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Junior Media Buyer: Get Healthy and Get Paid -

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Is Salesforce a Great Place to Work? -

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NVIDIA, why work here? -

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Manager Instructional Technology at George Washington University -

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5 Highest Paying Business Development Manager Jobs in New York -

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QVC , On Air Program Host Job for 3rd Largest Ecommerce Company -

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Facebook has over 1700 Jobs: Here is How to Get a Job at Facebook -

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Nielsen Why You Want to Work at this Digital Transformation Organization -

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Why You Want a Job at Twitter -

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How fast is this Blockchain thing going to take over? -

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Should You Work at HBO or Netflix? -

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Why Working at Hearst is Much Better than Houghton Mifflin Harcourt -

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What Will Making a VR Game While in Virtual Reality be like? -

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Why You Want to Work at Snapchat -

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Why You Want to Get a Job at Vogue Magazine: -

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Is it Better to work at Buzzfeed or The New York Times? -

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LeBook Business Development Job for Trend Setter -

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One the way up? Manhattan mobile phones advertising startup appoints Kingcoms Charity Sabater

Any­one with enough expe­ri­ence of media jobs in mobile adver­tis­ing agen­cies will be aware that, by the time that a start­up has appoint­ed its first VP of nation­al sales, its prospects will be look­ing promis­ing. And, just five months after being found­ed, Man­hat­­tan-based mobile phones adver­tis­ing start­up Lock­et, which we fea­tured on these pages in August, has just done pre­cise­ly that. From Can­dy Crush to Mobile Phones Adver­tis­ing  Char­i­ty Sabater, erst­while senior direc­tor of ad sales at online gam­ing meg­a­site King.com (the com­pa­ny behind the addic­tive­ly pop­u­lar mobile game Can­dy Crush), is step­ping into the new role and, accord­ing to Lock­et co-founder and CEO Yun­ha Kim, will be charged with the task of attract­ing more big brands into the pro­gram. Locket’s unique approach to mobile phones adver­tis­ing involves pay­ing users of its app when they engage with the ads it places on their Android lockscreens. OK, at one cent per ad engage­ment, no one gets to be a mil­lion­aire, but after a few months there’ll be enough to cash out a lit­tle wind­fall, make a small dona­tion to a char­i­ty or add a lit­tle to a gift card. Users can even vote on brands they’d like to get ads from.…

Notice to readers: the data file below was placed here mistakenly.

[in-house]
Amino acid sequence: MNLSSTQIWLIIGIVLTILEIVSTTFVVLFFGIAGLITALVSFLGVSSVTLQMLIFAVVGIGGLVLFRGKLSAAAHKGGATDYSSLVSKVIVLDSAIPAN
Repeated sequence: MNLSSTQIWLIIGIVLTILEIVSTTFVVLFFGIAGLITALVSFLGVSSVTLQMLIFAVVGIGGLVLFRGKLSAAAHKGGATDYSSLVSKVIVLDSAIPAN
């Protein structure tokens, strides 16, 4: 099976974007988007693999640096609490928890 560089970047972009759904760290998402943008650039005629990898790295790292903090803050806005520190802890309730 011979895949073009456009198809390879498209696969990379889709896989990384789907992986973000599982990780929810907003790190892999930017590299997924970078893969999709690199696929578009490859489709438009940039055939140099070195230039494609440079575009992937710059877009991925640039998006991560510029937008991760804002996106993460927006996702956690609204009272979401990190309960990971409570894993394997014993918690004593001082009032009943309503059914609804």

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True storytelling: the creative successor to branded content in advertising?

A lead­ing cre­ative has offered some sage advice to fel­low cre­atives from online adver­tis­ing agen­cies: whether you’re a copy­writer on an art direc­tor, if you want to tru­ly appeal to today’s hyper-con­nec­t­ed, social con­sumer, drop brand­ed con­tent and learn to love true sto­ry­telling instead. Minds, hearts and sto­ries Jon Hamm, Chief Cre­ative and Inno­va­tion Offi­cer at the glob­al mar­ket­ing firm Momen­tum World­wide, believes the dis­tinc­tion between the two is piv­otal. In a recent arti­cle for Adweek, he describes it like this: “Sto­ries rely on the intend­ed audi­ence to devel­op their own imagery and detail to com­plete and, most impor­tant­ly, to co-cre­ate, where­as con­tent does not. Con­tent is pri­mar­i­ly cre­at­ed in the inter­nal mind of the con­tent orig­i­na­tor, with no heed to the mind or to the con­text of the audi­ence.” Think about it, all you imag­i­na­tive art direc­tors and copy­writ­ers: as Hamm argues, the work of the great­est sto­ry­tellers is high­ly evoca­tive, cre­at­ing unique, indi­vid­ual expe­ri­ences with­in the mind of the audi­ence. And as humans are the only ani­mals for whom sto­ry­telling is an inher­ent fea­ture of life – the chief means by which the accu­mu­lat­ed val­ues, beliefs and wis­dom of pre­vi­ous gen­er­a­tions is trans­mit­ted – it’s a key means…